Space tourism is in its infancy – but ready to take off

Global Business

It’s as far away from home as you can go, but you don’t need a passport to get there.

Intrepid travelers are already lining up to board commercial flights to space as soon as they become available.

CGTN’s John Zarrella looks at the race for space tourism.

Anousheh Ansari is not fond of the label “space tourist.” She prefers the term, “space explorers.”

Whatever you wish to call it, Ansari is a pioneer. She was the first privately funded female space explorer. In 2006, she flew on a Russian rocket to the International Space Station, spending nine days there.

Ansari believes space tourism will be hugely popular because it’s a spiritual experience that changes you.

“And that perspective shift I believe makes you a better person. It makes you care more about your world, your planet and it helps you prioritize what’s important in life,” she said.

Space tourism, in its infancy now, may be on the verge of taking off. Both Virgin Galactic and Blue Origin hope to begin flying passengers this year on short flights into the lower edge of space.

Virgin Galactic has more than 600 people signed up at $250,000 per seat. Blue Origin isn’t selling tickets yet, nor has it announced a price per seat. But, they’re expected to be at least $200,000.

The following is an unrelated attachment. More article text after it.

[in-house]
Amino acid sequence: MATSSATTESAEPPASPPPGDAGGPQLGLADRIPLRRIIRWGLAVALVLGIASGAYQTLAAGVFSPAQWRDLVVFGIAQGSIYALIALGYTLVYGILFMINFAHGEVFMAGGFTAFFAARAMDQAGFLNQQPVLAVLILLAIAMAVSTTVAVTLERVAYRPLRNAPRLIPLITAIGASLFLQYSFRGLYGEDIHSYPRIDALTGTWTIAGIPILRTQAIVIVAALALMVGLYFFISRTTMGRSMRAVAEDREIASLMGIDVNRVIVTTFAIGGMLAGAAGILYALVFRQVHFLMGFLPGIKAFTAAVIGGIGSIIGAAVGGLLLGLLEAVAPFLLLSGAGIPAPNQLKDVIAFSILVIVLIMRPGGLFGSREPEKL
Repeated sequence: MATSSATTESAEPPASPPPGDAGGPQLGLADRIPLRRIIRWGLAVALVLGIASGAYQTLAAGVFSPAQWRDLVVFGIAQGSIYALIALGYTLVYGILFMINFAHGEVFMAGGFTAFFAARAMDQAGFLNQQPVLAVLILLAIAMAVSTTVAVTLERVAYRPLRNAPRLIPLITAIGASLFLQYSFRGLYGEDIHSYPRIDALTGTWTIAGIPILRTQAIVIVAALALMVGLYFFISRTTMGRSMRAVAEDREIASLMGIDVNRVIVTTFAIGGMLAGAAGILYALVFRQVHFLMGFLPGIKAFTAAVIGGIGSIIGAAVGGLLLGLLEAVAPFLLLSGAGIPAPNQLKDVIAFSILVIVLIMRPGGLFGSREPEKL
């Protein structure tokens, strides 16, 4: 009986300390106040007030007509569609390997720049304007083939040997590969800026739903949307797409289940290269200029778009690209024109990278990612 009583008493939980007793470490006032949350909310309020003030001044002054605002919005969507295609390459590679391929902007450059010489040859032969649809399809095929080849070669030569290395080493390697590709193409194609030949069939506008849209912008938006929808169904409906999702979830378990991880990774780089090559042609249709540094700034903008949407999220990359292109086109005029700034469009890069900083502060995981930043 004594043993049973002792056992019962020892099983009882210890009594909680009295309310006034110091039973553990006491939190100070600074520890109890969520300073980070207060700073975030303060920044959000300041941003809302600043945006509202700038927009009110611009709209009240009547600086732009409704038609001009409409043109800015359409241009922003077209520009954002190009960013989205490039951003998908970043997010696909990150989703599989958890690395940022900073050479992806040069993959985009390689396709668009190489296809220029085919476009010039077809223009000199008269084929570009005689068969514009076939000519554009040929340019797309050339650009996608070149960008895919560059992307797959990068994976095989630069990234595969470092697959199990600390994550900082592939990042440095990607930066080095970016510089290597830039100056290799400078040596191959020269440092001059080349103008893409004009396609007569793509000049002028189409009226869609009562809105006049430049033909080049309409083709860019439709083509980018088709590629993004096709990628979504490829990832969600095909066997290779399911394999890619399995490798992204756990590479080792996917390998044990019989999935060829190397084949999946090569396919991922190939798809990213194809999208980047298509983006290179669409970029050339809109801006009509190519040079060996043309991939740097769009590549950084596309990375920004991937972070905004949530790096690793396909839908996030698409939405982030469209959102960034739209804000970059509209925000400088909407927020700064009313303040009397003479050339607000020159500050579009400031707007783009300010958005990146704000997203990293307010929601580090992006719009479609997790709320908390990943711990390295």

SpaceX, meanwhile, is building its Starship that could eventually carry 100 people. Japanese billionaire Yusaku Maezawa has booked a 2023 flight around the moon for himself and half a dozen friends. Price unknown. But the well of wealthy people is limited.

Former space shuttle astronaut Scott Parazynski believes for these companies to be successful, the cost per seat must come down to about $50,000 – the price of a nice car.

“Would I opt for a chance, even someone like me who as flown in space five times? Would I give up on a car for another shot in the barrel?” Parazynski asks. “Absolutely. I would take my wife and kids and I would absolutely do that. So, I do think that once the price point does come down, there will be a sizeable market.”

Apollo 15 command module pilot Al Worden is one of the few humans who has already seen the moon up close. Worden says he’ll hold off booking a seat until the industry as a whole is a little more developed.

“When they get to the point where there’s a Hilton hotel in space you can go to for two hundred dollars a night, then yes, we’ll have space tourism,” said Worden.

Swiss bank UBS estimates that a decade from now space tourism will be a $3 billion a year industry. By then, the price for a ticket to ride should be at least a bit more affordable.

Tariq Malik discusses the future of space tourism

CGTN’s Rachelle Akuffo spoke with Tariq Malik, astrojournalist and Managing Editor of, about the burgeoning space tourism industry.